Religious Art: a Judeo-Christian Tradition

A lot of contemporary Christians tend to believe that Jews and Christians of late antiquity were strictly iconoclastic.  This is not at all true, though it would take Christianity until the ninth century to solidify the allowance of such art.  Prior to that, many Jews and Christians utilized art and others debated whether such was appropriate.  In the eighth and ninth centuries, the debates came to a head.  You may read more about that in the Church History Series 1 posts.  What I thought I’d share with readers today is a recent find in Israel relating to a synagogue from late antiquity, which included a mosaic of Sampson:

http://triblive.com/news/2141175-74/samson-village-magness-site-synagogue-archaeologists-biblical-burning-discovery-foxes

 

2 thoughts on “Religious Art: a Judeo-Christian Tradition

  1. I have question about the term Judeo-Christain art. As far as I know, until modern times Jews were not permitted to use icons nor imagery in religious context. If the Judeo part of the phrase refers to images of old testament text for example Michaell Angelo’s. Moses, then to use the term Judeo is really a misnomer as there was no Judeo art until very modern times.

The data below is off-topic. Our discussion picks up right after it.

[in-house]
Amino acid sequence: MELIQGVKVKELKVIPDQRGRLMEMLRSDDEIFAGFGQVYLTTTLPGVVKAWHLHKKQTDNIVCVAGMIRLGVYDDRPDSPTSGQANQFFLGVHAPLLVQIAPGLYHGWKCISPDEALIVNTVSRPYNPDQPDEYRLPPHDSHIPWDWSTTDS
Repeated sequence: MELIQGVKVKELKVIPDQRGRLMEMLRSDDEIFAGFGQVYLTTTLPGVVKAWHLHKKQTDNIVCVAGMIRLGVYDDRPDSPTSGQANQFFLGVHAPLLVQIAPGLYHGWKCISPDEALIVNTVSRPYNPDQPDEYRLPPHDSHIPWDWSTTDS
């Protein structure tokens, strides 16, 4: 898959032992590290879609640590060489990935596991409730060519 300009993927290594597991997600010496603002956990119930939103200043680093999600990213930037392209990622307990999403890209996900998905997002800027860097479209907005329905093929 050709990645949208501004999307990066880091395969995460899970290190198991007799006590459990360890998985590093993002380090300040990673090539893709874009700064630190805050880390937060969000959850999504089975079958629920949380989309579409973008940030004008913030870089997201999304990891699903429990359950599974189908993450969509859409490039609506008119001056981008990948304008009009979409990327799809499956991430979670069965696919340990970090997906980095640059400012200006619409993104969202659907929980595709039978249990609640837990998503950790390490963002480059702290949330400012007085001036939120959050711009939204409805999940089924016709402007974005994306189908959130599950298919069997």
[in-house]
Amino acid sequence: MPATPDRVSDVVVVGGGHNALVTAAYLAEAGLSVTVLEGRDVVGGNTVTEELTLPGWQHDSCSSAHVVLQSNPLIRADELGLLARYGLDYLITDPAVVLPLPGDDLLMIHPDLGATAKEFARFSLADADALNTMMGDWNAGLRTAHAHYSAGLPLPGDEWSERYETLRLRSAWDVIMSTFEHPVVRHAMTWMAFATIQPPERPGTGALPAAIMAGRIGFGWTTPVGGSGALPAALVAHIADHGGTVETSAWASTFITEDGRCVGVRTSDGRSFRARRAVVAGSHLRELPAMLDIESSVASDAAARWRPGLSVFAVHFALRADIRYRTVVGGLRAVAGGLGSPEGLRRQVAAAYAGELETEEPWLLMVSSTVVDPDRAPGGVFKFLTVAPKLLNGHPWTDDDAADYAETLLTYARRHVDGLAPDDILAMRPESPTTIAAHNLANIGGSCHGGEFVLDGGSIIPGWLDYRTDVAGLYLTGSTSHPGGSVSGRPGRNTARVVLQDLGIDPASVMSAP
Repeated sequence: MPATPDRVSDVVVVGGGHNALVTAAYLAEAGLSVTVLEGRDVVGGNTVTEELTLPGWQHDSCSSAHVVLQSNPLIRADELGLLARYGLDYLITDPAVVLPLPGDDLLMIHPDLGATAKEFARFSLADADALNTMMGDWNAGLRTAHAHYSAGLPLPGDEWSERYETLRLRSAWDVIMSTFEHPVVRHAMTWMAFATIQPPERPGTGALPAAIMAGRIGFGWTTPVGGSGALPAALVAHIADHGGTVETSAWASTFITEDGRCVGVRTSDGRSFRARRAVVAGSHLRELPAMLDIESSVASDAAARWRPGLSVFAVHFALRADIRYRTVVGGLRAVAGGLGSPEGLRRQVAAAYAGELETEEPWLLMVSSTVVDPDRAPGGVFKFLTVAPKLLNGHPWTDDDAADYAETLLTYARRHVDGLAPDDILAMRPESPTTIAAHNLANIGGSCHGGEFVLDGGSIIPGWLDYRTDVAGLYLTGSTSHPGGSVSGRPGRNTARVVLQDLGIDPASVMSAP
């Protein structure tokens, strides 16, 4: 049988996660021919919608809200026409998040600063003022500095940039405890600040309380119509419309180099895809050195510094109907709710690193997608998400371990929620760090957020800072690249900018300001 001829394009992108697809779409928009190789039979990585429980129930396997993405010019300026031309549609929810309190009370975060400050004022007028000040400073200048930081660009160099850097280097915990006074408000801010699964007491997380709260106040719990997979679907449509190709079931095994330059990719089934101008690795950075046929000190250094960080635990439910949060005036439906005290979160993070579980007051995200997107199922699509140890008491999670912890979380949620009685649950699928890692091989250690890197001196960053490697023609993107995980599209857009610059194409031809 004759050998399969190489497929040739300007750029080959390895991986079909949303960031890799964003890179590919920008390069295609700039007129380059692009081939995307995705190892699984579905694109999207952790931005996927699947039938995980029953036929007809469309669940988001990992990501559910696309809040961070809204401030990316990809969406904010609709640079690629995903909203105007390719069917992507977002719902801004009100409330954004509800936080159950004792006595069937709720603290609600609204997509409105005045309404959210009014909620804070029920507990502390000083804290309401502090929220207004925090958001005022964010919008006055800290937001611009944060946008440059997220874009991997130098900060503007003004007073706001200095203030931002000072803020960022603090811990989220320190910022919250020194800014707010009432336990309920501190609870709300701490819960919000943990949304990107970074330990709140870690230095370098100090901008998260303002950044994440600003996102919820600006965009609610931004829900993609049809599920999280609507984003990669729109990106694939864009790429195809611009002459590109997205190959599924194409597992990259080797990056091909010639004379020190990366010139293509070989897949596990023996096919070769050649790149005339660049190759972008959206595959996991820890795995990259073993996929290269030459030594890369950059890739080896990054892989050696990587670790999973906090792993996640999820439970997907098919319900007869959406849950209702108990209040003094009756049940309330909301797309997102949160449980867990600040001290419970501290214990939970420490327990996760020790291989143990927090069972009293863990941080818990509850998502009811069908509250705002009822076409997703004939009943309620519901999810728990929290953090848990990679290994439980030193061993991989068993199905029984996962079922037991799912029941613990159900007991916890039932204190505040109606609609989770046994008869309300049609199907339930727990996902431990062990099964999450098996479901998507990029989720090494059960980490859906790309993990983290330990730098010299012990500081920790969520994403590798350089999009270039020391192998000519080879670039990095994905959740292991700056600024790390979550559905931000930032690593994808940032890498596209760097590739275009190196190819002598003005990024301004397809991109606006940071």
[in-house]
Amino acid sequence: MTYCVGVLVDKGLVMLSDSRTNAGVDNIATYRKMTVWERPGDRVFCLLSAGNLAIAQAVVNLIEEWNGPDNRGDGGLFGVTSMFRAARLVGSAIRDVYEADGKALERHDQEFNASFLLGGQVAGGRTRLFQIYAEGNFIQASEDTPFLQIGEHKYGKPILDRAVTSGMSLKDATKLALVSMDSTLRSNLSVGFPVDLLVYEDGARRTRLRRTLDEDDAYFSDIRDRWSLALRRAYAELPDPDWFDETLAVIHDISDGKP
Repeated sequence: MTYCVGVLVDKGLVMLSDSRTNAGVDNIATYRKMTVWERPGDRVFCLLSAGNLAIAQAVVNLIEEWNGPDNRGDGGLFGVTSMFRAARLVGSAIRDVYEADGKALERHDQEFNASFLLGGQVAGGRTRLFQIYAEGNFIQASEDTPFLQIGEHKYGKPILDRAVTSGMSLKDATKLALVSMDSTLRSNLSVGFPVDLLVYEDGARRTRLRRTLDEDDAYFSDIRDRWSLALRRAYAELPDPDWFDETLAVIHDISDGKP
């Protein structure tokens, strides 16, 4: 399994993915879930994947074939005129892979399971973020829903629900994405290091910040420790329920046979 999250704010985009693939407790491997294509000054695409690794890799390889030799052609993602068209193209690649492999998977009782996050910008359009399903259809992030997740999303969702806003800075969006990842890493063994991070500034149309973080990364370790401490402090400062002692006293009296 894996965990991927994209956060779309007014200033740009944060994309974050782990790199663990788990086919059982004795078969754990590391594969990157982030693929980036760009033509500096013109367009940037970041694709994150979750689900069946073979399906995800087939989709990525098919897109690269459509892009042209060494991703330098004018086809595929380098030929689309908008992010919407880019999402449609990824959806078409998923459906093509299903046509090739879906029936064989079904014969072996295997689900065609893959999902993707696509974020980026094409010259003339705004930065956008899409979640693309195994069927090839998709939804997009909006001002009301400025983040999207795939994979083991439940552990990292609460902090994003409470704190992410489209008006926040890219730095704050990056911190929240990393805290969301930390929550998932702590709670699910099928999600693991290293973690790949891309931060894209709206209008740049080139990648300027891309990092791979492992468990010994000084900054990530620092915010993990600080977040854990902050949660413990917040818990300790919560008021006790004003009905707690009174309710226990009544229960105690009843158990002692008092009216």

• Gordon, please forgive my tardiness in replying to your comment. I hope you’re still following the site. It is a common misconception that Jews did not use imagery. This of Exodus. The ten commandments are given, as are orders for artistic representations. Think of the ark of the covenant. Think of the bronze serpent. Yet, even after this, there was imagery used, as archaeological excavations have demonstrated. Art was utilized in early synagogues. In fact, Christians may have been more conservative on this issue because synagogues sometimes utilized pagan art.

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